By now, the New York Giants front office staff and coaches have completed evaluations of their roster to the point that they have a clear picture of what direction they want to pursue in reshaping the roster for 2014.
With this initial process complete, they are also no doubt looking at updated data on college prospects who took part in the East-West Shrine Game and the Senior Bowl, as they begin building a database that will ultimately be used to plan their draft board.
The precise draft needs will obviously become clearer once free agency begins, but here’s a quick look at a six-round mock draft—the Giants traded their seventh-round pick to the Carolina Panthers for linebacker Jon Beason in 2013—based on the team’s current projected needs.
If one of the goals of the front office is to restore the shine on the passing game, then quarterback Eli Manning is going to need some nice-sized targets to throw the ball to, especially if Hakeem Nicks departs via free agency, as is expected.
Texas A&M's Mike Evans (6’5”, 225 lbs) is currently projected as the second-best receiver in the draft by NFL Draft Scout. He has the size and strength to fight off jams, which is something that the Giants receivers weren't successful doing last season.
Evans is certainly the type of player who will be a starter if not by opening day, then at some point during his rookie season.
The thought of him teaming him up with Rueben Randle makes for a solid tandem of tall receivers, both of whom possess a physical style of play suited for fighting off press coverage.
Throw in Victor Cruz and Jerrel Jernigan as slot receivers, and the addition of a playmaker such as Evans instantly upgrades the passing game.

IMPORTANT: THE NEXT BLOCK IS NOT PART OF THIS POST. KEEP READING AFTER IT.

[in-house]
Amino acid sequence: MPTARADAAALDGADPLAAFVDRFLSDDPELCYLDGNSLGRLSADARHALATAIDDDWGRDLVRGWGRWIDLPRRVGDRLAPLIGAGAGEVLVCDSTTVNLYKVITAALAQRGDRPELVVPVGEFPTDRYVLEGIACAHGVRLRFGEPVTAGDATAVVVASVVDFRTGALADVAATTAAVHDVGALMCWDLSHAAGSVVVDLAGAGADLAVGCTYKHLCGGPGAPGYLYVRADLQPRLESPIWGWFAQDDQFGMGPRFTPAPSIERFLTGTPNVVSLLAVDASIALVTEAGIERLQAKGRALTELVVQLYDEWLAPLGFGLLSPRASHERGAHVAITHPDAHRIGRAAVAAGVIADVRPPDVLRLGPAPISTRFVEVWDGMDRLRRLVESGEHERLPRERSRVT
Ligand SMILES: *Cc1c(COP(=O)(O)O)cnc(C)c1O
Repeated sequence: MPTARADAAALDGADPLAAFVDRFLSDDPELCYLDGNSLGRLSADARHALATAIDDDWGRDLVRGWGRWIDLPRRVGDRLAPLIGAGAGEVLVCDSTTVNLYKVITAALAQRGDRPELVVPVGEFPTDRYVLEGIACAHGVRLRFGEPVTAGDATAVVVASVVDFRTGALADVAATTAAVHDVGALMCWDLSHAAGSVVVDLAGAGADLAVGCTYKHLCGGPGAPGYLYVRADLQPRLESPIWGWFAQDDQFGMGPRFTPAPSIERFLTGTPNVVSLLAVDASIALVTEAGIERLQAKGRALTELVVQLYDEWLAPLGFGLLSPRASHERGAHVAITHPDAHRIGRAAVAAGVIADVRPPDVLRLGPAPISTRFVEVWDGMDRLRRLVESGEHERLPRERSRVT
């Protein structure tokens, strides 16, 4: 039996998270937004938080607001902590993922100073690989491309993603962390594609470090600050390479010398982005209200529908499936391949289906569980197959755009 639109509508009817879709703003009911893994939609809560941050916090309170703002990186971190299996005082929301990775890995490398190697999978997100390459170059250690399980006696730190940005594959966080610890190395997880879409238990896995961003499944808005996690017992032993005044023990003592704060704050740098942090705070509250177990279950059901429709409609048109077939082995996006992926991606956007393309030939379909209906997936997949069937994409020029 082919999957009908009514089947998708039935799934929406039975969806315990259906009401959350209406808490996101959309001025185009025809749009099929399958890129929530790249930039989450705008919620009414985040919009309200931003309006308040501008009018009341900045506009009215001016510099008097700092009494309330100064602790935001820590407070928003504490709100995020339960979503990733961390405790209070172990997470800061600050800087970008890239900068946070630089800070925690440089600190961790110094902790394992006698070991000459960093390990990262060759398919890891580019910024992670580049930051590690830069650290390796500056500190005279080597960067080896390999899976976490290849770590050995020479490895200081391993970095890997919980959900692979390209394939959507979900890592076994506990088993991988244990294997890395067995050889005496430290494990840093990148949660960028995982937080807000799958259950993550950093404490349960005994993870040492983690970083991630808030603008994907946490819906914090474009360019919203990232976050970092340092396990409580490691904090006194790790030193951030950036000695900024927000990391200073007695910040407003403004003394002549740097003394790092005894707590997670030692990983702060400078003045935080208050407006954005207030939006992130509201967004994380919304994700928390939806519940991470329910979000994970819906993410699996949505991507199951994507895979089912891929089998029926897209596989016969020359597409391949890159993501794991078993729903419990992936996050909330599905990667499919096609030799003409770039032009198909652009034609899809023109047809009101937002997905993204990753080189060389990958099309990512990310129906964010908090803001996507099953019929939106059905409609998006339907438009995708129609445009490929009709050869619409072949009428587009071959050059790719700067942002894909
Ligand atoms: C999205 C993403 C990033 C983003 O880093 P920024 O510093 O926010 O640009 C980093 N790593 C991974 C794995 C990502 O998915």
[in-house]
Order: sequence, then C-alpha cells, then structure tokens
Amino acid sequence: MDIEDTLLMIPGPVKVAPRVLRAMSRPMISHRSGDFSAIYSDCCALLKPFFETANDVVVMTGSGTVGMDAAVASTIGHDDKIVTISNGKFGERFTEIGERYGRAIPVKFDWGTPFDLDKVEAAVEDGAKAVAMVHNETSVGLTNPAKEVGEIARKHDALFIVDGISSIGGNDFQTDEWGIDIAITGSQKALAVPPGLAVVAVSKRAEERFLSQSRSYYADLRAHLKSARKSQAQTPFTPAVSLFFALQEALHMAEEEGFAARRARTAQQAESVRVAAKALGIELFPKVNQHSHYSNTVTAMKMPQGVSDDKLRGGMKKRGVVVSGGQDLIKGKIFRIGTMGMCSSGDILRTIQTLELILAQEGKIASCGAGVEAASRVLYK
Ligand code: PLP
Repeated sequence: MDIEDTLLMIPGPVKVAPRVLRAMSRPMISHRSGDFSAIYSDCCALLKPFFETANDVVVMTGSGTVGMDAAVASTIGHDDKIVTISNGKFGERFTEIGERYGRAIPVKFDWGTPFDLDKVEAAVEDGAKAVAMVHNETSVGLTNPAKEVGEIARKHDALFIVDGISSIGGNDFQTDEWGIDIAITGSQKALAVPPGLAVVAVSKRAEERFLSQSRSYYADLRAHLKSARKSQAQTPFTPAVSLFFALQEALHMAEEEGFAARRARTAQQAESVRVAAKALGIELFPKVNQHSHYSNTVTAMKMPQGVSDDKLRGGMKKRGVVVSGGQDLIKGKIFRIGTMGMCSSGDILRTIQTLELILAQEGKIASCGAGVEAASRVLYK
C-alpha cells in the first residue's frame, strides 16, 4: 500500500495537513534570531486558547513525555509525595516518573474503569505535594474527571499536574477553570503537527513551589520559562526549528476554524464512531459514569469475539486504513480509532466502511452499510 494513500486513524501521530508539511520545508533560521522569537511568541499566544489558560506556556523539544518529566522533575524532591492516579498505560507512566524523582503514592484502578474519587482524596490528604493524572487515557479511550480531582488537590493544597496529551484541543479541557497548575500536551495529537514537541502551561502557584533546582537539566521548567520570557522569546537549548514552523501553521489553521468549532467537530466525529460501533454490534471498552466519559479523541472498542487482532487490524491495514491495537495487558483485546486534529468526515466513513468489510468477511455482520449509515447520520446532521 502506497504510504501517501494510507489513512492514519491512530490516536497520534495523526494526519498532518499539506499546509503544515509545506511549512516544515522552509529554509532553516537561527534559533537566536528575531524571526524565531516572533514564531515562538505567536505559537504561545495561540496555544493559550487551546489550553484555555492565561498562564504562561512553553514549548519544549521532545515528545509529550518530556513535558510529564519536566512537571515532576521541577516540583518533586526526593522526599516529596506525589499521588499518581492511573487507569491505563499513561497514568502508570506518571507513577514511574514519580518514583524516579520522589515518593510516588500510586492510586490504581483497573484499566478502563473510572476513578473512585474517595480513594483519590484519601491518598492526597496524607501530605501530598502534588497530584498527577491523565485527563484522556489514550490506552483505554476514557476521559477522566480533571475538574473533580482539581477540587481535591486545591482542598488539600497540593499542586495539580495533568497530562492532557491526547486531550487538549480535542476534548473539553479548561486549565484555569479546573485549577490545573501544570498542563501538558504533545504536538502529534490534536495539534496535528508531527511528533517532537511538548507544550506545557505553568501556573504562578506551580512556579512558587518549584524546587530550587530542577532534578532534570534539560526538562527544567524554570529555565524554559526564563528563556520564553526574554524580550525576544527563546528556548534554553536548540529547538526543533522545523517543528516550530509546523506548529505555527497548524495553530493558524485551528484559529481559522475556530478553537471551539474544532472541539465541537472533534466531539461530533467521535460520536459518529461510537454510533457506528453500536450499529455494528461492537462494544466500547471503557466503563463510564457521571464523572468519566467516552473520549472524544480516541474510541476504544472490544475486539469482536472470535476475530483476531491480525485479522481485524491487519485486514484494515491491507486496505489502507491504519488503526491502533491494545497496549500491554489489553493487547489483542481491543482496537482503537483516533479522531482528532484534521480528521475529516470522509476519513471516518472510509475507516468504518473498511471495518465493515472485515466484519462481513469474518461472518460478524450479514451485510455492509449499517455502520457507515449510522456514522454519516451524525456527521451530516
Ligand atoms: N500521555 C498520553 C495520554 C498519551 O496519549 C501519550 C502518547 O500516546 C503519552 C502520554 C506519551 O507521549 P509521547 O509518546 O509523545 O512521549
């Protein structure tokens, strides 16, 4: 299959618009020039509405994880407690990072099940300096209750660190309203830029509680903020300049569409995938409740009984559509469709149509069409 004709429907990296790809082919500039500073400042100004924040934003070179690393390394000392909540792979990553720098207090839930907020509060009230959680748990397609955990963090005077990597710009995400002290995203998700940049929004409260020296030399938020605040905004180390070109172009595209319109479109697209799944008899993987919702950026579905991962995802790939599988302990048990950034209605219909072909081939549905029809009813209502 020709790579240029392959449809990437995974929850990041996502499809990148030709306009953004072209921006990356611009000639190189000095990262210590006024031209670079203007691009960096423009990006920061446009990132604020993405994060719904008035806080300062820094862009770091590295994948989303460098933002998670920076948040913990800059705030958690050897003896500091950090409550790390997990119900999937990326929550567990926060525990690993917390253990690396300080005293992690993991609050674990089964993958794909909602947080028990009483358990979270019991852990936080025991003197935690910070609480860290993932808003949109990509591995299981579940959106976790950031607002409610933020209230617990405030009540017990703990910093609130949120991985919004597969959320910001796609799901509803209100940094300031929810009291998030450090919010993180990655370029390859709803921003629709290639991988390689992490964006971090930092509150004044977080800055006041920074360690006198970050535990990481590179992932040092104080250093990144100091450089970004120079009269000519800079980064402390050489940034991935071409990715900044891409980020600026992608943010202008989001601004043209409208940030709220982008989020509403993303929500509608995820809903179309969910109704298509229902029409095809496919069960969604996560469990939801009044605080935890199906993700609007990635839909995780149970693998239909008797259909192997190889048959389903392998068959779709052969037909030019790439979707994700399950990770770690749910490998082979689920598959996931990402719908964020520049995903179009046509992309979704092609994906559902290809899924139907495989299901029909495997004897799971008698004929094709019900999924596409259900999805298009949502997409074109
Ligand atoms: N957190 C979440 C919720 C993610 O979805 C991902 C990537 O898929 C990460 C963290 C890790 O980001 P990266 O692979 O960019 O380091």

There is little doubt that the Giants need to draft at least two offensive linemen this year, given their lack of depth, especially along the interior.
Whereas I thought maybe they would look to draft an offensive lineman in the first round, I'm now thinking that maybe they wait until the second round to start replenishing depth at guard or center.
Not coincidentally, Mississippi State's Gabe Jackson (6’4”, 339 lbs), once thought to be a first-round draft pick, saw his stock slide a bit thanks to his inability to handle Pittsburgh's defensive tackle Aaron Donald at this year's Senior Bowl.
Per NFL Draft Scout, Jackson has “nimble feet and balance to hold up in pass protection.” If he can become more explosive, Jackson could really be a solid contributor on an NFL offensive line.
The Giants are expected to say goodbye to Corey Webster and Aaron Ross, two tallish cornerbacks who were solid contributors in their prime.
Jayron Hosley remains a bit of an enigma considering that he can’t seem to stay healthy.
In addition, Trumaine McBride, who played well as a starter opposite Prince Amukamara, certainly deserves another chance at competing for a roster spot, though his smallish size will always be a concern, especially whenever the Giants go against very tall receivers.
The way to combat this then is to add another tall cornerback. Enter Nebraska’s Stanley Jean-Baptiste (6’3”, 220 lbs), a tall and physical cornerback who excels in press coverage.